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Guarente: La Salle's Brickus earning Coatesville one-name status

10/15/2021, 2:45pm EDT
By Jason Guarente

Jason Guarente (@JasonGuarente)

(Ed. Note: This article is part of our 2021-22 season coverage, which will run for the six weeks preceding the first official games of the year on Nov. 9. To access all of our high school and college preview content for this season, click here.)


Coatesville standout Jhamir "Jig" Brickus is entering his second season at La Salle. (Photo: Josh Verlin/CoBL)

Coatesville legends often have nicknames. They become so commonly used that real names are no longer required. One word and everyone knows who you’re talking about.

Richard Hamilton is Rip. John Allen is Tootie. And so on.

For two decades those two were at the top of the career scoring list in a place that loves its basketball. Then came Jhamir Brickus. Jig.

“He’s a special kid,” former Coatesville athletic director Matt McCain said. “He’s special for the city of Coatesville. Everybody I knew backed him up, rooted for him and supported him. He meant a lot to the city for sure.”

Brickus, a 5-foot-11 sophomore at La Salle, scored 2,531 points in high school. He zoomed past Rip and Tootie and secured a singular place in Coatesville history.

It wasn’t destiny. It was will. Brickus’ father, Maurice Bryant, was Allen’s teammate on the 2001 state championship team. Bryant’s son had the advantage of an early start.

“I always had the ball in my hands,” Brickus said. “I always had pressure. As I got older I got more composed and calm with the ball. I was able to make plays at my own pace.”

That’s how it all started. The handle. The ability to maneuver through traffic. Those skills that look so effortless were a lifetime in the making.

Brickus (above) scored more than 2,000 points in a Coatesville uniform. (Photo: Josh Verlin/CoBL)

So often during his Coatesville career, Brickus started on a drive and appeared to have no way to finish. He’d bounce, he’d weave and somehow two points were the result. It was unstoppable. There haven’t been many scorers like him.

“Nothing ever fazed him,” McCain said. “No moment was ever too big for him. He was always even-keeled no matter what. I never saw him nervous once in my life. He’s just one of those calm and collected kids.”

Christian Ray, who grew up in nearby Gap, remembers the first time he crossed paths with Brickus. It was during a camp and it was the kind of moment that stuck in a young man’s memory.

Brickus always received a lot of attention. He was labeled a future star.

“There was buzz,” Ray said. “Even from the time when I was in sixth or seventh grade. He was two years younger than I was. Growing up, people started talking about him.”

Ray, a 2,000-point scorer himself who played at Octorara and The Haverford School, couldn’t have known his career would end up intertwined with Brickus. They’re teammates now. Ray arrived at La Salle in 2019 and Brickus joined him a year later.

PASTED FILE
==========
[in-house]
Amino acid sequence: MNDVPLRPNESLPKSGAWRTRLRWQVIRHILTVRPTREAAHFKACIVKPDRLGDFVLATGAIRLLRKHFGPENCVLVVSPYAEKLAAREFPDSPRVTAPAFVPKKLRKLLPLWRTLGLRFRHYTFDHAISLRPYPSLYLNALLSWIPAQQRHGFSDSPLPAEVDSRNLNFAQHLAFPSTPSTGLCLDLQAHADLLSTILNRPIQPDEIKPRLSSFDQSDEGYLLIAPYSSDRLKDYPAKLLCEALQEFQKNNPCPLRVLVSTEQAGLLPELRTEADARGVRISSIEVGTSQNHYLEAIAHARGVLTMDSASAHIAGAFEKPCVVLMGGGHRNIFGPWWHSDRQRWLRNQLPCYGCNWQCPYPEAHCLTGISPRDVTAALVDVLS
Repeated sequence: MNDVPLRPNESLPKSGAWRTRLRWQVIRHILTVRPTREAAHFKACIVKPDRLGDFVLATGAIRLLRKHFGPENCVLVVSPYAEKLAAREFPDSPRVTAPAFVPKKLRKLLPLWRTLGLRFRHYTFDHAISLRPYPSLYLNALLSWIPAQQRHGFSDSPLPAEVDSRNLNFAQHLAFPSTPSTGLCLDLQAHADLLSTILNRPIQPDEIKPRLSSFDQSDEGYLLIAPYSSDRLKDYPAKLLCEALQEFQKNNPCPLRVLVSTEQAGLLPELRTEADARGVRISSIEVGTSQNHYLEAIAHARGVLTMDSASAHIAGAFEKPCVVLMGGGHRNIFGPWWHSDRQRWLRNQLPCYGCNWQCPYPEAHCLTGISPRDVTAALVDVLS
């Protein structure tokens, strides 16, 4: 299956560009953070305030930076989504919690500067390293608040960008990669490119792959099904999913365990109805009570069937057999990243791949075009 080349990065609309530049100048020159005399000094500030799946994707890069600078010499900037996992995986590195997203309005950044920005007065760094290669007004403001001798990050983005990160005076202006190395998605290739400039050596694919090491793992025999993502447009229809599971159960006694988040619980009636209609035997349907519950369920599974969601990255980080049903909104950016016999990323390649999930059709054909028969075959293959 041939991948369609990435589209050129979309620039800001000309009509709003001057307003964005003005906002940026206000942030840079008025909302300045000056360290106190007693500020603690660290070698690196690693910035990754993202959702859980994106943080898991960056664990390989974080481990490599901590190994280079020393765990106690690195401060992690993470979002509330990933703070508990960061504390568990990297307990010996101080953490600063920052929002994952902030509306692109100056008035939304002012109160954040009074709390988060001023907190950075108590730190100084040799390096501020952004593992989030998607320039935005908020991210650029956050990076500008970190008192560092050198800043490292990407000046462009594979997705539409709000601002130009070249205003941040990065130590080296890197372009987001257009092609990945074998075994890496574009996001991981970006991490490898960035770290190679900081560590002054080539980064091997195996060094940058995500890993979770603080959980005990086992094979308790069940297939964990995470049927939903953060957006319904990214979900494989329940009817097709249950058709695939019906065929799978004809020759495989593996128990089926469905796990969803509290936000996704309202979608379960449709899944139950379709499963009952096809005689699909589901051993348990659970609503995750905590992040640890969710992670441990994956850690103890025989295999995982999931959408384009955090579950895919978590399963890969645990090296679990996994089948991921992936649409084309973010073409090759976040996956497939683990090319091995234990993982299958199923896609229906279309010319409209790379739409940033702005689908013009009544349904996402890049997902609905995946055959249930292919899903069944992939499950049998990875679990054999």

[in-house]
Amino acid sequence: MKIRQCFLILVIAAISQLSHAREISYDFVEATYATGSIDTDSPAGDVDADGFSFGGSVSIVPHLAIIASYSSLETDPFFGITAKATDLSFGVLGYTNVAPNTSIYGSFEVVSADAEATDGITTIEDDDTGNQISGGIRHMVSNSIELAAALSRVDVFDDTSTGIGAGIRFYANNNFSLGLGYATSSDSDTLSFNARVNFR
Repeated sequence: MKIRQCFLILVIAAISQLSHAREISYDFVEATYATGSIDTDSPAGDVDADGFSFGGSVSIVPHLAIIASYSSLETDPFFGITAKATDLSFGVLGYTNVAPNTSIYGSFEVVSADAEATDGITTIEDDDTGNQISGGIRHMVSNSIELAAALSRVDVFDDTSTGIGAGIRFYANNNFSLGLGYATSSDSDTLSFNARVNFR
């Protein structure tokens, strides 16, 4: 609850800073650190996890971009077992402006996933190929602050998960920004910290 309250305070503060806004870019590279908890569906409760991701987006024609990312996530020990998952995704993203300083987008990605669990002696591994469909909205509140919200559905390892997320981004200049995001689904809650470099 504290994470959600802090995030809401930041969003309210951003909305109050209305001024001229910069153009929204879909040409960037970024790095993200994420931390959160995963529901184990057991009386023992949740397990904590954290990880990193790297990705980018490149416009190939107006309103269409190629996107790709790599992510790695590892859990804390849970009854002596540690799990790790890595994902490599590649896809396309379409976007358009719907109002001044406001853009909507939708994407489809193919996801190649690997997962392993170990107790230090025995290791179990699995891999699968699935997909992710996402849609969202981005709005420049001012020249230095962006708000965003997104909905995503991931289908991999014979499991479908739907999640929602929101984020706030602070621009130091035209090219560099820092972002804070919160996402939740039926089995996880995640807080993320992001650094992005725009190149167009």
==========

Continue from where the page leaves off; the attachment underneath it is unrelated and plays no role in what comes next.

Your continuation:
Both were in the starting five for most of last season. Ray quickly saw the benefits that came with playing alongside the kid he’d met so many years before.

“Jig is extremely talented,” Ray said. “His playmaking and vision are things that don’t necessarily show up in the stat column. Whenever you’re playing with Jig you have to make sure you can find an open lane, find an open spot because he’ll get you the ball any place that you’re open.”

Brickus brings the ball upcourt during a La Salle practice on Oct. 8, 2021. (Photo: Josh Verlin/CoBL)


Brickus cracked La Salle’s lineup after three games and never left. He was the team leader in minutes, assists and steals. The freshman averaged 8.8 points, shot nearly 50% from the floor and nearly 80% at the line.

La Salle brings back four of its top five scorers in a balanced offense. Jack Clark, a 6-8 guard from Cheltenham, and Sherif Kenney, a 6-4 guard from Washington D.C., join Brickus and Ray as notable returnees.

Ray was excited when he learned that Brickus committed to La Salle. The junior believed it was an important step toward helping the Explorers post their first winning record since 2014-15.

“Jig’s superpower is his ability to play at his own pace no matter if he’s playing pickup or he’s at St. Bonnies or at Dayton or wherever,” Ray said. “He doesn’t have to play fast because he’s so crafty, so good with the ball. Nobody can speed him up. If you do try to speed him up, he’s going to use that against you and he’s gonna go by you.”

Brickus is just getting started at La Salle. He has four more years of eligibility to make a lasting impression like the one he made in his hometown.

When kids approach Jig about his time with the Red Raiders and ask for advice, he tells them to keep pushing. That anything is possible.

“You had to really work for it in Coatesville,” Brickus said. “Nothing came easy. We’re a small town. There’s not a lot of radar there. You had to work for everything.”

Where Brickus ranks among Coatesville’s greats could be the subject of endless debate. He’s somewhere on that list of one-named legends.

Somewhere near the top.

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